Roseanne Barr Talks Mind Control and Marijuana at Conspiracy Culture Event
Roseanne Barr visited Toronto over the weekend to speak at a conference about CIA mind control.
“Do less, write more, and smoke a lot of pot.” This was Roseanne Barr’s parting puff of wisdom during a spirited, read-off-a-laptop lecture at a conference on mind control held this past Sunday. Organized by the independent Parkdale bookstore Conspiracy Culture and held at Trinity St. Paul’s United Church, the four-hour event demanded faith—and quite a bit of patience—but offered little in the way of backed-up fact. Instead, the evening ambled laboriously toward its patchy thesis: the government is controlling you; the media is in your mind; smoke weed every day.
The focus of the conference was MKUltra, an actual CIA program started in the 1950s to research methods of controlling human behaviour. It involved a series of undeniably disturbing tests on human subjects.
Also speaking at the event were Cathy O’Brien and Mark Phillips, two stars of the conspiracy scene who purport to have had first-hand experience with MKUltra. O’Brien has written two books about her three decades as a captive of Project Monarch, which she describes as an arm of MKUltra specializing in trauma-based mind control. Mark Phillips claims to be an ex-CIA operative who rescued O’Brien from her psychic captivity. But while MKUltra was a documented CIA initiative, there has so far been no corroborative information about Project Monarch.
Barr has been on the conspiracy circuit for a while. (This weekend, she opened with the same gag—about being “the first to speak truth in a church”—that she used while giving a lecture on mind control in Los Angeles in 2009.) She describes O’Brien and Phillips as good friends with whom she speaks frequently on the phone. Barr has been outspoken about her recovery from dissociative identity disorder—which she says she overcame through awareness of her surroundings and a willingness to speak her mind. She’s especially critical of the use of mind control in the media and Hollywood, a place later described by O’Brien as “the pit of hell.”
All of which speaks to the paradox inherent in Barr’s presence. Conspiracy Culture posters advertising the appearance of “television legend Roseanne Barr” leveraged the type of celebrity that the event’s speakers scorned. As she could produce no verified information, it was her status—as a famous comedian, sitcom star, and 2012 presidential candidate—that was effectively being called upon to legitimate O’Brien and Phillips’ claims.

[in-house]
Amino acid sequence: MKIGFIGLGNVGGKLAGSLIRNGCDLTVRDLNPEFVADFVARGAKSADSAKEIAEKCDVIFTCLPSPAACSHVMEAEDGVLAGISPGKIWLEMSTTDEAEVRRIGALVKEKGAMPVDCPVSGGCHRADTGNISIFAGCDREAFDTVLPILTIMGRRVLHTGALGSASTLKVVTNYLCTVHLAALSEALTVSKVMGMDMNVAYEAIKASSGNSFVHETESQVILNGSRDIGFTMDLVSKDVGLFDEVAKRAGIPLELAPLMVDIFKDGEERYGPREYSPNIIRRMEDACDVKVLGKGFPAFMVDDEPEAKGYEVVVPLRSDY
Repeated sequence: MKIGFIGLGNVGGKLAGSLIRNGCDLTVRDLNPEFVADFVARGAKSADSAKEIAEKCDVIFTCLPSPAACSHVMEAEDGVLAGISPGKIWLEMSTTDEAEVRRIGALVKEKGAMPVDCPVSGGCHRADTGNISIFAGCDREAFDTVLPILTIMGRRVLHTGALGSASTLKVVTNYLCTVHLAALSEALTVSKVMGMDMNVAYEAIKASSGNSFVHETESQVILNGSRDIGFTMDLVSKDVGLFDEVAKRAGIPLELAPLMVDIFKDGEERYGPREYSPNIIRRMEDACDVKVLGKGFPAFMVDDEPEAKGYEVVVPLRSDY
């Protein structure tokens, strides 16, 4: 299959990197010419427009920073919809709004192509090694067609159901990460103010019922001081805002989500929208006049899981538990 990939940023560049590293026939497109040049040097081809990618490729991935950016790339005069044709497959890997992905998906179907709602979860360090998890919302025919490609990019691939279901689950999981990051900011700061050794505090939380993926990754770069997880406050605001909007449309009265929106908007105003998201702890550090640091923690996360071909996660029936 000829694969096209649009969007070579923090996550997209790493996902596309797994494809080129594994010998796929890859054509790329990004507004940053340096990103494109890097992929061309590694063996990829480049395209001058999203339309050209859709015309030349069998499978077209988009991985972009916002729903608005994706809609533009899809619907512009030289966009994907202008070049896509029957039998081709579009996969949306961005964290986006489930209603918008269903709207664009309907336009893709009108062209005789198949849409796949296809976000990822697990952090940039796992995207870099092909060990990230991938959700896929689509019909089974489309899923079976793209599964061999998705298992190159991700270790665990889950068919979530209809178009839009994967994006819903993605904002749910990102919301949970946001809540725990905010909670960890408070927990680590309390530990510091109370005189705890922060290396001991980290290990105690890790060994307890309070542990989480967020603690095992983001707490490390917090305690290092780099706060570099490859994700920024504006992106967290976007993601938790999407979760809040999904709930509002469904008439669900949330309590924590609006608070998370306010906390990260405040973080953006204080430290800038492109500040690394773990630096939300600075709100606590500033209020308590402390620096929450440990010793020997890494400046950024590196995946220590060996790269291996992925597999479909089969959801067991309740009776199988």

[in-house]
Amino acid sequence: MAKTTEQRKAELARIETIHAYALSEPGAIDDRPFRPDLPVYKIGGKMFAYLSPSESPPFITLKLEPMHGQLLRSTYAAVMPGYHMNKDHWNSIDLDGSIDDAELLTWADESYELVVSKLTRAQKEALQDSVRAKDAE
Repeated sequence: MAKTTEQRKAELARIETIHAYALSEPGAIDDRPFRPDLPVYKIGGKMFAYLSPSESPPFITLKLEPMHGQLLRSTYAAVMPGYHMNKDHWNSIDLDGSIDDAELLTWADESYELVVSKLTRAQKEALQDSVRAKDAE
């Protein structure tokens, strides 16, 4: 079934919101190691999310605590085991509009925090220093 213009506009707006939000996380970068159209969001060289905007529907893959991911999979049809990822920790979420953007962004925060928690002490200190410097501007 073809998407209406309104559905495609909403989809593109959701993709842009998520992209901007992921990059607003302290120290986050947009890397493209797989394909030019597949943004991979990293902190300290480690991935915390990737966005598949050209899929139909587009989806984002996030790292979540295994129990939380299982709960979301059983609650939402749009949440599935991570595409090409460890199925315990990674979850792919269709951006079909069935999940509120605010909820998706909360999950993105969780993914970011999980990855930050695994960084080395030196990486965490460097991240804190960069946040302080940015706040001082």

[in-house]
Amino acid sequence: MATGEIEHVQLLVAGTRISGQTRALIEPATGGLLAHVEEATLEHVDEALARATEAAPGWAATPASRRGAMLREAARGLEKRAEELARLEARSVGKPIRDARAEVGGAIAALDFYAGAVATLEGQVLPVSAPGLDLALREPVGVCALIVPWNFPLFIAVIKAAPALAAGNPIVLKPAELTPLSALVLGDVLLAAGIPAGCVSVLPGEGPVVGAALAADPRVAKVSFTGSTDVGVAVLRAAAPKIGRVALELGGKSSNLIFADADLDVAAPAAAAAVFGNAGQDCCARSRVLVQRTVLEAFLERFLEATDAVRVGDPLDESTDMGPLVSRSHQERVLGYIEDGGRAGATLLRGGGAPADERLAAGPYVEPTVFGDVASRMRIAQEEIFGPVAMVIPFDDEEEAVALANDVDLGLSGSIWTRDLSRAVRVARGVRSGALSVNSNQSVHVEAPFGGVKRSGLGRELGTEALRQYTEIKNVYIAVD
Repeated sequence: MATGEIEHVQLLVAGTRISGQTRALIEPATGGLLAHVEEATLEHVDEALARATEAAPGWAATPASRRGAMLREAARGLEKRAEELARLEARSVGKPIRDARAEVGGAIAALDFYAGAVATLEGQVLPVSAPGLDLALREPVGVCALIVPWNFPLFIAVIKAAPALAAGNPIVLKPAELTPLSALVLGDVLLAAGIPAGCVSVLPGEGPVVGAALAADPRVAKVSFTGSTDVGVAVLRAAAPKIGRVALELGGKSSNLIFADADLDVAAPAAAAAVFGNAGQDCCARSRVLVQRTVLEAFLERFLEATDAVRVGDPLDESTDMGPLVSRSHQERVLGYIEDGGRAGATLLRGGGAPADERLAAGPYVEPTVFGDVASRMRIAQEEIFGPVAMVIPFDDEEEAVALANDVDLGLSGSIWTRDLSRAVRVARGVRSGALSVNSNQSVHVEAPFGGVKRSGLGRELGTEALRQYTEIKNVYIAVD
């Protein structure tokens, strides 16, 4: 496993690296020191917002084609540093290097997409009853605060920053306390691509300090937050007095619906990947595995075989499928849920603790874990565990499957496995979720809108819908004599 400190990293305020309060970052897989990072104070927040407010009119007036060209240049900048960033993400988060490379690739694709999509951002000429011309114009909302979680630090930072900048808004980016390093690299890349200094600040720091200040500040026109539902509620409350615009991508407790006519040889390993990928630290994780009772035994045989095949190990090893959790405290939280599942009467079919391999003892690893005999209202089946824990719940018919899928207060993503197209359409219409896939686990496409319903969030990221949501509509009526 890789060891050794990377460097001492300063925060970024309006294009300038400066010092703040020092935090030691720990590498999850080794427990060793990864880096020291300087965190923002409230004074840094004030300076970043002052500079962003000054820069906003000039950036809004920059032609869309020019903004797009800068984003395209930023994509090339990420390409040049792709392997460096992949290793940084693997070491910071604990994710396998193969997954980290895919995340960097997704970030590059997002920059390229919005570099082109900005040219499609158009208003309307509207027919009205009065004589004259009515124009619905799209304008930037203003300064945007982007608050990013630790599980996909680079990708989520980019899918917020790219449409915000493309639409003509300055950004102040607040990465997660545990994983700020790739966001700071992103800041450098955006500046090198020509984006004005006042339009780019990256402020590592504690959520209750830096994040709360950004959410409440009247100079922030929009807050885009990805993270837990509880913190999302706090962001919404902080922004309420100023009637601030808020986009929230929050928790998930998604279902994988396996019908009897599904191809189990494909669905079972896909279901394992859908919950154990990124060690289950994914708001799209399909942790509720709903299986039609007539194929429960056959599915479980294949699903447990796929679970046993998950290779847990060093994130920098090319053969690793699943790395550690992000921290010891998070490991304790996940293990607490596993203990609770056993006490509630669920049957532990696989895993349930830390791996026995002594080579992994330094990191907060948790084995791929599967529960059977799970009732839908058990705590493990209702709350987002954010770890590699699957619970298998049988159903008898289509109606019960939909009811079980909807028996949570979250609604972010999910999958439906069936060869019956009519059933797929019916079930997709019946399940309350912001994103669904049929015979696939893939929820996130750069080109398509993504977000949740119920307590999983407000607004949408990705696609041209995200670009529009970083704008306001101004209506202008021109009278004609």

Still, her talk was filled with the type of compelling abrasiveness that made her famous. “Positive thinking is what victims do,” she said, condemning New Age philosophies as “the same crap as old age”—then guiding the crowd through a breathing exercise straight out of yoga class. And while she criticized legal drugs as “the ones that keep [mind control] in place,” she touted marijuana as a gift from God.
Following Barr, Phillips spoke for almost an hour about his indoctrination into the CIA (his employee number was supposedly 008) and eventual defection after meeting O’Brien. Her speech, equally as long, offered a survey of a troubled life: O’Brien says that when she was a child, Gerald Ford convinced her father to sell her into Project Monarch, and that she was then subjected to decades of abuse. Eventually, she said, she worked directly under Dick Cheney. Neither speaker was able to offer many details about or proof of his or her experiences, and both repeatedly told the crowd that what they were saying was just “the tip of the iceberg” when it came to what had really happened in the CIA—and is still happening to this day.
During the Q&A, by which point they had grown a little weary, the speakers frequently urged question-askers to just look up the answers in O’Brien’s books, on sale in the lobby for $45.
Some of the broadest messages of the evening were sound: regarding politicians and the media with a critical eye is, of course, a good habit. And yet Barr, O’Brien, and Phillips were asking the crowd to take their stories at face value. Judging by the spontaneous applause and occasional standing ovations, many audience members did.